Lost Angeles Lakers (har, har)

Other than Kobe, this team is more awful than a turd covered in Velveeta. Derek Fisher starts at point guard. He sucks at everything but hitting open threes, which he won't get as much of because of the Lack of Shaq. Luke Walton is okay but not on a team where can never touch the ball and make plays with it. Lamar Odom, last year nonwithstanding, is not consistently good and also needs the ball to get people involved. Kwame...Bynum...nothing useful on this team whatsoever.

Can Kobe take them to the playoffs? Honestly, who cares? People keep asking this question, but it's clear they're not going to the finals, so who gives a fuck? Even Kobe knows that, and that's why he wants out. This space would be better-used to campaign for an LA-based football team than to even talk about this mess.

Phoenix Suns

My second favorite acquisition this off-season happened when the Suns picked up DJ Strawberry. I can only pray he sees the floor, as his lineage dictates athletic perfection.

The Suns also added a guy named Grant Hill, and like the Randy Moss trade to the Pats this year, it almost seems too logical to work. The Randy Moss example makes me tend to think that the chances of lightning striking twice are not good, but who knows - everyone wants Grant to do well and he'll be in an offense that is very well-suited to his strengths (doing everything well and being a good team player).

Phoenix has pretty good talent at shooting guard with Raja Bell and everyone knows Marion and Stoudemire are excellent frontcourt players. Diaw and Barbosa will continue to be good subs, but beyond them, there are few good players on this bench...Marcus Banks, Sean Marks, Alando Tucker....Eric Piatowski....for a team that likes to run, these guys certainly aren't going to be going ten deep. As a matter of fact, due to salary constraints (I presume) they only carry 12 players.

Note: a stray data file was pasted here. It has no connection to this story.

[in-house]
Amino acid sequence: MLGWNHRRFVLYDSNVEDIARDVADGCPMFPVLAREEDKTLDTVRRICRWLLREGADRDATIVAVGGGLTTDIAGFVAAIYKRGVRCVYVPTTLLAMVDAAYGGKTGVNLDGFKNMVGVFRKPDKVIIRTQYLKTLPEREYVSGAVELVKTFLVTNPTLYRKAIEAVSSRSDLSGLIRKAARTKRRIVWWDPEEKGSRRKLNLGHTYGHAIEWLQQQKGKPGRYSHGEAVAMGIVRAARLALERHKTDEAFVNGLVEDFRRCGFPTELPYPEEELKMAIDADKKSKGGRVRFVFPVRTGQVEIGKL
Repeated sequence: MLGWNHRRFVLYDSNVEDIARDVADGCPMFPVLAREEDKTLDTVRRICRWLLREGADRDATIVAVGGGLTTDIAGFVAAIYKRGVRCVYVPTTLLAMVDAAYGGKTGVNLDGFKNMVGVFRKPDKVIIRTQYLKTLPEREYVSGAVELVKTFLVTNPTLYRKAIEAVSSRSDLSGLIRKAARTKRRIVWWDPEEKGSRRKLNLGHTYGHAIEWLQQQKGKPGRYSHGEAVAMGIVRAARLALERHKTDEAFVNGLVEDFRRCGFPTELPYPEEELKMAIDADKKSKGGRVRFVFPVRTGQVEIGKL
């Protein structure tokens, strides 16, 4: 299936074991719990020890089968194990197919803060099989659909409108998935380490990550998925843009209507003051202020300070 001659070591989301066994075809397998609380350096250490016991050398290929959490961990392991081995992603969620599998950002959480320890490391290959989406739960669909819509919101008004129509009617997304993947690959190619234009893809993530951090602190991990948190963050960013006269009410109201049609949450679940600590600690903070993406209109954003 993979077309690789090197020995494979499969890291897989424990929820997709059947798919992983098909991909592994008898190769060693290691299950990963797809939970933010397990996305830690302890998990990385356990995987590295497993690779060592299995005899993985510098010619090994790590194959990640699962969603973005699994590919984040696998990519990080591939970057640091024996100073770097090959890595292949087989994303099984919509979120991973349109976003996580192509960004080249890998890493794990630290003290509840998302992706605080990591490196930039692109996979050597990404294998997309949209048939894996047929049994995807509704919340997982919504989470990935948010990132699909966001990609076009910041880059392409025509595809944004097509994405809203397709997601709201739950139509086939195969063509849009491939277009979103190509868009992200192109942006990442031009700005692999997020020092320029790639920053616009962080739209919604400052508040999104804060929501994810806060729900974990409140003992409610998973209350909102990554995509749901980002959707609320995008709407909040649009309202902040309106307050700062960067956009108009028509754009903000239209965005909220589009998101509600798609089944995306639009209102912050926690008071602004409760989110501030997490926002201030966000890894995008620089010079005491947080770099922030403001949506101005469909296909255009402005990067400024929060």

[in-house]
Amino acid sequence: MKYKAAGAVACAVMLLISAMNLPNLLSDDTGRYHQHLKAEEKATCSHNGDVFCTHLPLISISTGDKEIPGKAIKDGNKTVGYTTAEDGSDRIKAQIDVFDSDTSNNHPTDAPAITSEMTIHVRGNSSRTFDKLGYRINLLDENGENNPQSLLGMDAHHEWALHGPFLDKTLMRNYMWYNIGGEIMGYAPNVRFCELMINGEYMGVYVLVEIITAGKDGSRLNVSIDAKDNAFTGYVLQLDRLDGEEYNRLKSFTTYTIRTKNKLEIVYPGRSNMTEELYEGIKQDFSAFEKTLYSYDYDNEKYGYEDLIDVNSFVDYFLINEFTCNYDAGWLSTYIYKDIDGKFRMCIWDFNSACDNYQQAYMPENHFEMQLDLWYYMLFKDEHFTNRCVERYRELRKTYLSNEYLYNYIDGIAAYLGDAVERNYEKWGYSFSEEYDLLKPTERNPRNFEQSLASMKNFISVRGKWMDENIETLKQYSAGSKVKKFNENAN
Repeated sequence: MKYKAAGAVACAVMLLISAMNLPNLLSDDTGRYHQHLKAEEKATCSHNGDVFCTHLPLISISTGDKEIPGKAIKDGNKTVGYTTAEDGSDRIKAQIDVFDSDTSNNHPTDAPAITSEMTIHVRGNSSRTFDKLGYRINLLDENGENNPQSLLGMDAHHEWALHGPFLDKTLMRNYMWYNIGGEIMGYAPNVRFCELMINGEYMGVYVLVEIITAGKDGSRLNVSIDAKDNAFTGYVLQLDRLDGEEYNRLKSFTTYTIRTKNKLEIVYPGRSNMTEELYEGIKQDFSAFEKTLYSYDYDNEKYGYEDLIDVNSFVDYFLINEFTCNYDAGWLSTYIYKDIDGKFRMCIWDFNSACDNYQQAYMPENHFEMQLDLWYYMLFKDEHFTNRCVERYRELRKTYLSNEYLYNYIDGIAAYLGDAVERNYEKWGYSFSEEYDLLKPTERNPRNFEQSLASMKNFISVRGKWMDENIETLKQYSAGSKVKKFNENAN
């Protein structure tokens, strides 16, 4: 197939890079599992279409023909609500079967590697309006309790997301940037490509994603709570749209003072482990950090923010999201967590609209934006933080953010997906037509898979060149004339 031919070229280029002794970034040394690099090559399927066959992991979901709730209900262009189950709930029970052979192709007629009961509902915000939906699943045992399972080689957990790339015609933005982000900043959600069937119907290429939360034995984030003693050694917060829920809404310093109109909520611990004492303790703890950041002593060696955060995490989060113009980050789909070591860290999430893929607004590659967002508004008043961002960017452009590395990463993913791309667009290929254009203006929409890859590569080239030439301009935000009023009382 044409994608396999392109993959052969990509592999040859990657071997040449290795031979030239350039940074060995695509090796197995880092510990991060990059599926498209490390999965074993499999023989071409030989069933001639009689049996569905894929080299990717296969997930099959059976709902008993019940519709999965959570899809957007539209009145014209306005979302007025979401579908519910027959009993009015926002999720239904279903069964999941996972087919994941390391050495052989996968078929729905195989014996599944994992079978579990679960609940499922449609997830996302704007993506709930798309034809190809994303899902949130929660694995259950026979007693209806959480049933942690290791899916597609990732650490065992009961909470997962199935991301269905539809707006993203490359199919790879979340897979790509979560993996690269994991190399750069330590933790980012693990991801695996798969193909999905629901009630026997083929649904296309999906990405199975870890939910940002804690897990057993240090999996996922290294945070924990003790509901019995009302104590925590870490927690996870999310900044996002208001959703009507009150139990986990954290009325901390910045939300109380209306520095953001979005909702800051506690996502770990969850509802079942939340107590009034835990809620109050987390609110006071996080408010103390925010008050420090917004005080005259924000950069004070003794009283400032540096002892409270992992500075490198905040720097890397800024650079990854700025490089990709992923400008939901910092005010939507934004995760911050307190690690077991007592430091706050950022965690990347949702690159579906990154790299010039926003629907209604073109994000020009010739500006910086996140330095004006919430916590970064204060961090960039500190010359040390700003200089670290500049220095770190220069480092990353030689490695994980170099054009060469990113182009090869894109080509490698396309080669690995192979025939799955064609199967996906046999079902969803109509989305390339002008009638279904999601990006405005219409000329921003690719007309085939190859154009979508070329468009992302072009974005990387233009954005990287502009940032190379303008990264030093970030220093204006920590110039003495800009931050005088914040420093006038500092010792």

The Suns have been almost like the Red Sox to the Spurs' Yankees in the playoffs these past three years. They fight hard, everyone roots for them, but they seem to have terrible luck, get no calls, or get outplayed at precisely the wrong time. For the past three years Steve Nash has been taking beating after beating (both physical and emotional) and he has kept coming back with a competitive drive and his usual good skills and personality. Will he keep it up? If he can, maybe this will be the year...

Sacramento Kings

This is definitely the strangest team in the West. They have a very good offensive backcourt that can't play a lick of defense in Mike Bibby and Kevin Martin. They have the best defensive player in the league at small forward. They have an older muslim power forward that holds the ball for a long time and can be quite streaky. They have a center that has been on more Olympic teams than I care to think about.

The bench is crap. Orien Greene, John Salmons, Francisco Garcia, Kenny Thomas, Mikki Moore....they're all at about the same skill level - they all have given either college or pro fans glimmers of hope with good nights in their careers, but deep down, we know they are crappy. I do like the new guys on the team (Quincy Douby and Mustafa Shakur), but they probably won't get any burn unless the Sacramento charter plane crashes.

This team will certainly have nights where they're fun to watch, but in my mind, it's just too much mismatched talent with a coach (Reggie Theus) who doesn't have the tools to make it all work. If Kevin Martin becomes a truly elite scorer this year, there's a chance they could sneak into the playoffs if they develop some semblance of chemistry, but as always, in the West, you have to have your shit together and these guys most certainly did not last year.

That's the pacific conference. Look forward to continued discussion on a semi-daily basis.

E-mail me at dontgiveupthebasketballblog@gmail.com